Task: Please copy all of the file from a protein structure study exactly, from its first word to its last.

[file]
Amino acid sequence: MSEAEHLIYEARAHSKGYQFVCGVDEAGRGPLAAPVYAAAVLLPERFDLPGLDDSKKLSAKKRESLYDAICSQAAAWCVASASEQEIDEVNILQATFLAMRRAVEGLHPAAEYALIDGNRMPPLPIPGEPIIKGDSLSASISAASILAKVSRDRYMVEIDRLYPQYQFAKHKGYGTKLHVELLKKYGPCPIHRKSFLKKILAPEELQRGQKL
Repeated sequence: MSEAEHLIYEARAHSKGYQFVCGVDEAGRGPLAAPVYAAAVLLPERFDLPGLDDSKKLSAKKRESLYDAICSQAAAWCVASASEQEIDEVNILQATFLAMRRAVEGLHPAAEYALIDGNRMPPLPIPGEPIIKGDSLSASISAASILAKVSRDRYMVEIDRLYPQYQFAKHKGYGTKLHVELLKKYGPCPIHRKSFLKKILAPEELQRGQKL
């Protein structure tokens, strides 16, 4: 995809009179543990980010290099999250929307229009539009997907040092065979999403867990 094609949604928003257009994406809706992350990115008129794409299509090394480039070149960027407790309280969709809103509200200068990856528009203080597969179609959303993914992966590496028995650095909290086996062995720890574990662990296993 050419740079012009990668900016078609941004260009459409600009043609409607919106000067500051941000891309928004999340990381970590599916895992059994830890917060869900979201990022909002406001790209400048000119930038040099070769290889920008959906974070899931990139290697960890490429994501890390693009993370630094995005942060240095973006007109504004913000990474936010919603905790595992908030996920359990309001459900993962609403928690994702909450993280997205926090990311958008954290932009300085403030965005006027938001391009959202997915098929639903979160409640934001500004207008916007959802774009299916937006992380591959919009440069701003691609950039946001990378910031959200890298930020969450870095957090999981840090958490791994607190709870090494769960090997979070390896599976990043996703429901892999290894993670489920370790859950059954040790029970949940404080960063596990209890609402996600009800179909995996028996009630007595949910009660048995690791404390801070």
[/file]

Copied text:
Amino acid sequence: MSEAEHLIYEARAHSKGYQFVCGVDEAGRGPLAAPVYAAAVLLPERFDLPGLDDSKKLSAKKRESLYDAICSQAAAWCVASASEQEIDEVNILQATFLAMRRAVEGLHPAAEYALIDGNRMPPLPIPGEPIIKGDSLSASISAASILAKVSRDRYMVEIDRLYPQYQFAKHKGYGTKLHVELLKKYGPCPIHRKSFLKKILAPEELQRGQKL
Repeated sequence: MSEAEHLIYEARAHSKGYQFVCGVDEAGRGPLAAPVYAAAVLLPERFDLPGLDDSKKLSAKKRESLYDAICSQAAAWCVASASEQEIDEVNILQATFLAMRRAVEGLHPAAEYALIDGNRMPPLPIPGEPIIKGDSLSASISAASILAKVSRDRYMVEIDRLYPQYQFAKHKGYGTKLHVELLKKYGPCPIHRKSFLKKILAPEELQRGQKL
């Protein structure tokens, strides 16, 4: 995809009179543990980010290099999250929307229009539009997907040092065979999403867990 094609949604928003257009994406809706992350990115008129794409299509090394480039070149960027407790309280969709809103509200200068990856528009203080597969179609959303993914992966590496028995650095909290086996062995720890574990662990296993 050419740079012009990668900016078609941004260009459409600009043609409607919106000067500051941000891309928004999340990381970590599916895992059994830890917060869900979201990022909002406001790209400048000119930038040099070769290889920008959906974070899931990139290697960890490429994501890390693009993370630094995005942060240095973006007109504004913000990474936010919603905790595992908030996920359990309001459900993962609403928690994702909450993280997205926090990311958008954290932009300085403030965005006027938001391009959202997915098929639903979160409640934001500004207008916007959802774009299916937006992380591959919009440069701003691609950039946001990378910031959200890298930020969450870095957090999981840090958490791994607190709870090494769960090997979070390896599976990043996703429901892999290894993670489920370790859950059954040790029970949940404080960063596990209890609402996600009800179909995996028996009630007595949910009660048995690791404390801070």